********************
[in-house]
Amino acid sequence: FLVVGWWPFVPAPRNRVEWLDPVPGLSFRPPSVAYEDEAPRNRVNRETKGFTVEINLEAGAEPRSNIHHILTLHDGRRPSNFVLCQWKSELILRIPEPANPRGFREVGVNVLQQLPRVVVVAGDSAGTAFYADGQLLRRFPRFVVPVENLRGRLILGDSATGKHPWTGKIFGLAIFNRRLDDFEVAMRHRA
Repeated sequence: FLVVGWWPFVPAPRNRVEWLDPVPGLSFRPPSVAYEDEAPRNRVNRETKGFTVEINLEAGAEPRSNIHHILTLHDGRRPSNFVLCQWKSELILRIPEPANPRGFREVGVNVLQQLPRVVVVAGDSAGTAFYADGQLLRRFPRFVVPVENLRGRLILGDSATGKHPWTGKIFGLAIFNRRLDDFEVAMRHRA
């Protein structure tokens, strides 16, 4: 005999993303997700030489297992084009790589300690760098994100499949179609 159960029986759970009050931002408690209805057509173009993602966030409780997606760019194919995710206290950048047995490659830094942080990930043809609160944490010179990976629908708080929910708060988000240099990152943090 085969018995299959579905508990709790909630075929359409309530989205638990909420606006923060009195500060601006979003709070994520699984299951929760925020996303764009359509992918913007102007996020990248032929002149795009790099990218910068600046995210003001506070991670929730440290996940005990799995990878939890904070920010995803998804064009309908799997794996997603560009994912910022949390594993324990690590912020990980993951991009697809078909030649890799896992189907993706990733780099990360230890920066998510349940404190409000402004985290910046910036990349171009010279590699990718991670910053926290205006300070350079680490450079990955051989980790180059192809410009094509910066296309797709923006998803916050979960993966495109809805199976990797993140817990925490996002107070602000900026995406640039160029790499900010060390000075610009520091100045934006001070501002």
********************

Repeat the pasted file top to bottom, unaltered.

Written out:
[in-house]
Amino acid sequence: FLVVGWWPFVPAPRNRVEWLDPVPGLSFRPPSVAYEDEAPRNRVNRETKGFTVEINLEAGAEPRSNIHHILTLHDGRRPSNFVLCQWKSELILRIPEPANPRGFREVGVNVLQQLPRVVVVAGDSAGTAFYADGQLLRRFPRFVVPVENLRGRLILGDSATGKHPWTGKIFGLAIFNRRLDDFEVAMRHRA
Repeated sequence: FLVVGWWPFVPAPRNRVEWLDPVPGLSFRPPSVAYEDEAPRNRVNRETKGFTVEINLEAGAEPRSNIHHILTLHDGRRPSNFVLCQWKSELILRIPEPANPRGFREVGVNVLQQLPRVVVVAGDSAGTAFYADGQLLRRFPRFVVPVENLRGRLILGDSATGKHPWTGKIFGLAIFNRRLDDFEVAMRHRA
């Protein structure tokens, strides 16, 4: 005999993303997700030489297992084009790589300690760098994100499949179609 159960029986759970009050931002408690209805057509173009993602966030409780997606760019194919995710206290950048047995490659830094942080990930043809609160944490010179990976629908708080929910708060988000240099990152943090 085969018995299959579905508990709790909630075929359409309530989205638990909420606006923060009195500060601006979003709070994520699984299951929760925020996303764009359509992918913007102007996020990248032929002149795009790099990218910068600046995210003001506070991670929730440290996940005990799995990878939890904070920010995803998804064009309908799997794996997603560009994912910022949390594993324990690590912020990980993951991009697809078909030649890799896992189907993706990733780099990360230890920066998510349940404190409000402004985290910046910036990349171009010279590699990718991670910053926290205006300070350079680490450079990955051989980790180059192809410009094509910066296309797709923006998803916050979960993966495109809805199976990797993140817990925490996002107070602000900026995406640039160029790499900010060390000075610009520091100045934006001070501002």